The history of network storage plays like the bellows of an accordion -- a lot of expansion followed by a lot of contraction.
Networked storage's first "aha!" moments came when system administrators realized they could rope in all that server storage running rampant through the data center doing who knows what. For the first time, they could have some semblance of control -- and security -- over the storage environment.
But it didn't take long for "aha!" to turn into "uh oh" as centralized storage resources grew to overwhelming dimensions. That growth caused management methodologies to meander, backup operations to break and early retirement plans to move forward. The answer, of course, was to decentralize all that storage capacity into little chunks that would be easier to handle.
Too many chunks? Consolidate and crank up that accordion again. That formula seems to have worked for more than a few decades, but 21st century computing is a lot harder to tame. The big game changer is IoT, which adds billions of "things" every year and has become an integral element of digitization for companies across the industrial spectrum.
IoT reshapes traditional IT landscapes
IoT's booming growth is forcing a lot of organizations to rethink traditional IT concepts. As gazillions of devices are added to IoT networks, it's quickly become obvious that more processing needs to take place at the network's extremities. Edge computing eases the burden on more centralized compute resources but, more importantly, reduces the latency induced by moving data back and forth.
If you think this is a niche issue that only huge companies with huge IT budgets are dealing with, think again. "Among the global set of IoT decision-makers we spoke to, 91% have adopted IoT in 2020 (up from 85%), with over eight in 10 having at least one project in the use phase," noted Microsoft's October 2020 IoT Signals report.
That puts a lot of pressure on the edge, but there's little relief in sight as expectations of what can be accomplished there are seemingly boundless. As the Microsoft report states, "AI is the most widely adopted emerging technology -- 79% of organizations adopt AI as part of their IoT solution."
Storage for edge computing
IoT's extremely distributed environments are shaping up to be a nightmare for IT. All that edge computing will need data that needs to be stored somewhere very close to those Tiny Machine Learning (TinyML) chips that add AI to the zillions of sensors, actuators and other devices hanging off the edge. In a 2021 white paper, "TinyML: The Next Big Opportunity in Tech," ABI Research predicted "the TinyML market will grow from 15.2 million shipments in 2020 to 2.5 billion in 2030." That's a lot of AI processing.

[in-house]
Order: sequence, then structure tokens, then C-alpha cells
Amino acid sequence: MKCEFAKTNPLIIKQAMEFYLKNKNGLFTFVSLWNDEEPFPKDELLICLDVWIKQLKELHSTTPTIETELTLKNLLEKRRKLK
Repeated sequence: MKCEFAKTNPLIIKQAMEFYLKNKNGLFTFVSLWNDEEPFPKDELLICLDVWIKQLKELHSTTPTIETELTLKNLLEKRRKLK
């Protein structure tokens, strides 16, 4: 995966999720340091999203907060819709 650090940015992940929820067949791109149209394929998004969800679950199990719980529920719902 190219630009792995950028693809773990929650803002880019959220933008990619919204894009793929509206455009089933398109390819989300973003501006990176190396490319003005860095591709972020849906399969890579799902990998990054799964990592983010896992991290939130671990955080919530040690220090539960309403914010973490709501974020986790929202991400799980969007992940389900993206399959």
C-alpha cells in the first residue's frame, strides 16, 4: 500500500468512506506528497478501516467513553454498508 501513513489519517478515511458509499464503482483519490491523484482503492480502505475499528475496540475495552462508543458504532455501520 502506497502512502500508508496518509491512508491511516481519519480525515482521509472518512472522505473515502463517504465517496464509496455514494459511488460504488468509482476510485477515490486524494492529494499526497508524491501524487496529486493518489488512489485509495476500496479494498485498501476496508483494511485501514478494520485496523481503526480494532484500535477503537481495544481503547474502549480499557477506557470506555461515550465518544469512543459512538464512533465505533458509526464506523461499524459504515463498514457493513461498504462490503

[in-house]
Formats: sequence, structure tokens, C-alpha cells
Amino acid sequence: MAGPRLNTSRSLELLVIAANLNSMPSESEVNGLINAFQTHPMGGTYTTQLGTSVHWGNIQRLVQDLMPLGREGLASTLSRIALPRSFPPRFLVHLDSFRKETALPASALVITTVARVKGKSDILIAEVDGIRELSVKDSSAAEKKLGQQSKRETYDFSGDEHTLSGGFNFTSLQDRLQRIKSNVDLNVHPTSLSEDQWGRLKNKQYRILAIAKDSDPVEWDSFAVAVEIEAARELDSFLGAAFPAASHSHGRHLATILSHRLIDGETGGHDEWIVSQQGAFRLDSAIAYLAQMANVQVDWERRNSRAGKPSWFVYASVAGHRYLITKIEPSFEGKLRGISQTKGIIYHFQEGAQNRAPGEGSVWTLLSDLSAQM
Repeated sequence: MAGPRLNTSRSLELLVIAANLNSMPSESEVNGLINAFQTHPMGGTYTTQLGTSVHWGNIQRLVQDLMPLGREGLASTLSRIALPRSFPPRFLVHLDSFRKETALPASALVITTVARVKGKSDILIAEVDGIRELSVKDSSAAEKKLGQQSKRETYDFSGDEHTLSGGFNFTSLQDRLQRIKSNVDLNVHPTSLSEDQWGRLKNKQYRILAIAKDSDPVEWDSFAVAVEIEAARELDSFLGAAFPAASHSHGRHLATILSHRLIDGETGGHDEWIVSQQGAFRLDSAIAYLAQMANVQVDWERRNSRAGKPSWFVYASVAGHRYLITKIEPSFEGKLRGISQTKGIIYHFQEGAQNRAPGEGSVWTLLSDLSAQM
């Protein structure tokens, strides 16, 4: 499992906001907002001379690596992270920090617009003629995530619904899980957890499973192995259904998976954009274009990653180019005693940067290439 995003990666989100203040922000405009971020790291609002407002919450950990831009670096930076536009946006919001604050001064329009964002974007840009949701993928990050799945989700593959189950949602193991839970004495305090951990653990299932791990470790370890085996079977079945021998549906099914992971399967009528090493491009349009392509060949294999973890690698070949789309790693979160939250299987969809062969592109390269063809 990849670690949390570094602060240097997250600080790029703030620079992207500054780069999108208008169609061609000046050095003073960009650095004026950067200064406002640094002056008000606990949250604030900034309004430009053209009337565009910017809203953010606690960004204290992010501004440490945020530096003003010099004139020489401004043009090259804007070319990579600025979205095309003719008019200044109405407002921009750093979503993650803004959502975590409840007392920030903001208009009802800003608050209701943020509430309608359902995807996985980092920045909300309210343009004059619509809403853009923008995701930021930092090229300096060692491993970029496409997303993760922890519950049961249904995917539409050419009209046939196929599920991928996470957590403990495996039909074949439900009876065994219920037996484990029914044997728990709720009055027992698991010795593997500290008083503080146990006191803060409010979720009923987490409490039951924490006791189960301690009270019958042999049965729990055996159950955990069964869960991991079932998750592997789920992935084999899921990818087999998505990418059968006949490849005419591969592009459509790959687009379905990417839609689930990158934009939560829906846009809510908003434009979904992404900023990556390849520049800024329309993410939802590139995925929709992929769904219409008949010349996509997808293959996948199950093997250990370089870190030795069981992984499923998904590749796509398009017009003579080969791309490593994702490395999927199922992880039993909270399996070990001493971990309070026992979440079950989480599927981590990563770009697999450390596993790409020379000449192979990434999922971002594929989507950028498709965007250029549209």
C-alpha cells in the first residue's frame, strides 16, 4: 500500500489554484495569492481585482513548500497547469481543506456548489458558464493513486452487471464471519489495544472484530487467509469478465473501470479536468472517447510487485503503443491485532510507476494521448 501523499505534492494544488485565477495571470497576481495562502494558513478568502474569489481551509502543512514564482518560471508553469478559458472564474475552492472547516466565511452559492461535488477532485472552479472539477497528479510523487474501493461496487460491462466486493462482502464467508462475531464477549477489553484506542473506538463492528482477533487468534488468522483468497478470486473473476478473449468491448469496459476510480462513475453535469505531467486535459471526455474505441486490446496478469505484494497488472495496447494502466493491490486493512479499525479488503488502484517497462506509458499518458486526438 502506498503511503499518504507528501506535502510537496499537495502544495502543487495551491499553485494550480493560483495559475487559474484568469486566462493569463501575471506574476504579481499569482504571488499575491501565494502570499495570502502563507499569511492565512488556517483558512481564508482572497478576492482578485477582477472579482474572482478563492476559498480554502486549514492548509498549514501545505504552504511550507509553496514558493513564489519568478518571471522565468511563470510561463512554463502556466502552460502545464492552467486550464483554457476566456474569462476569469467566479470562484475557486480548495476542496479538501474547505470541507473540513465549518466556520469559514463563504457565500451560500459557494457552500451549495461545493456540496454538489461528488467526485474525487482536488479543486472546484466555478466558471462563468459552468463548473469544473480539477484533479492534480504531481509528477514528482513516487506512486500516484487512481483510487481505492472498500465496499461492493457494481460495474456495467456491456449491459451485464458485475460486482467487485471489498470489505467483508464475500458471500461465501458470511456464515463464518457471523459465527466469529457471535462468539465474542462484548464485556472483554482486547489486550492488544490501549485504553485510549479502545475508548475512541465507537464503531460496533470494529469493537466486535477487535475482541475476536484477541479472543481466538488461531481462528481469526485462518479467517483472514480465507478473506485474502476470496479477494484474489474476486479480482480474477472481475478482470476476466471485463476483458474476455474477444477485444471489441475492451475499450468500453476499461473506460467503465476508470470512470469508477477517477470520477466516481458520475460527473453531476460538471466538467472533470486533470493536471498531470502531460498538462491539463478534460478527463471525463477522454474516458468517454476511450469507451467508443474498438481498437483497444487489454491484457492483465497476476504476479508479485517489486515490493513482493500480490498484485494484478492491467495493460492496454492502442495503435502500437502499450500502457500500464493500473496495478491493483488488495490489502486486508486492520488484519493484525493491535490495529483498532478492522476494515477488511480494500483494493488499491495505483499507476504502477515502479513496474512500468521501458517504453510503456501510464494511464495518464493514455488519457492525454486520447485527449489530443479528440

Instead of having to deal with hundreds or even thousands of VMs and the storage they need, IoT edge could mean tens or hundreds of thousands of devices that need local storage -- it's like decentralization on steroids.
Admins use the cloud to service storage for edge computing in many IoT environments, but as computing demands increase, the latency of cloud storage has become a problem.
Storage vendors -- it's time for you to step up and to apply all that networked storage expertise to storage for edge computing: "To boldly go where no storage vendor has gone before." (OK, so they don't say storage vendor on Star Trek, but you get the idea.)
Edge storage might not be so easy
Putting high-performance storage in thousands -- or millions -- of places and then managing the whole deal is something of a tall order.
First, any single IoT may have dozens or even hundreds of different types of devices adorning its edges. Each device may interact differently. Communications are likely to use protocols unfamiliar to the storage world, such as MQ Telemetry Transport, Advanced Message Queuing Protocol, 4G and 5G LTE, and a variety of short-range wireless protocols.
The processors embedded in the edge devices will also vary. This means the way a Raspberry Pi accesses data from storage might be different from the way a Banana Pi or an Onion Omega2 does it.
Power may be an issue. We're not going to spin up disks at the edge, but even solid-state's modest power appetite might seem gluttonous when multiplied by thousands of edge instances.
Today, most storage for edge computing comes in the SD and microSD formats, which provide ample capacity and currently seem to be quick enough to handle AI chores. New forms of solid-state storage are sure to emerge that are cheaper, faster and consume less power.
The hardware part of the edge storage issue appears to be under control, but the firmware and software that will be needed to keep up with processing and storage speeds will require more development. The biggest challenge might be managing all that storage. There won't be huge capacities to worry about, but with so many individual instances organizations must configure, protect and back up, managing an IoT edge storage environment won't be easy. And moving data from edge devices to cloud services and data centers could devolve into a mind-bending data traffic jam.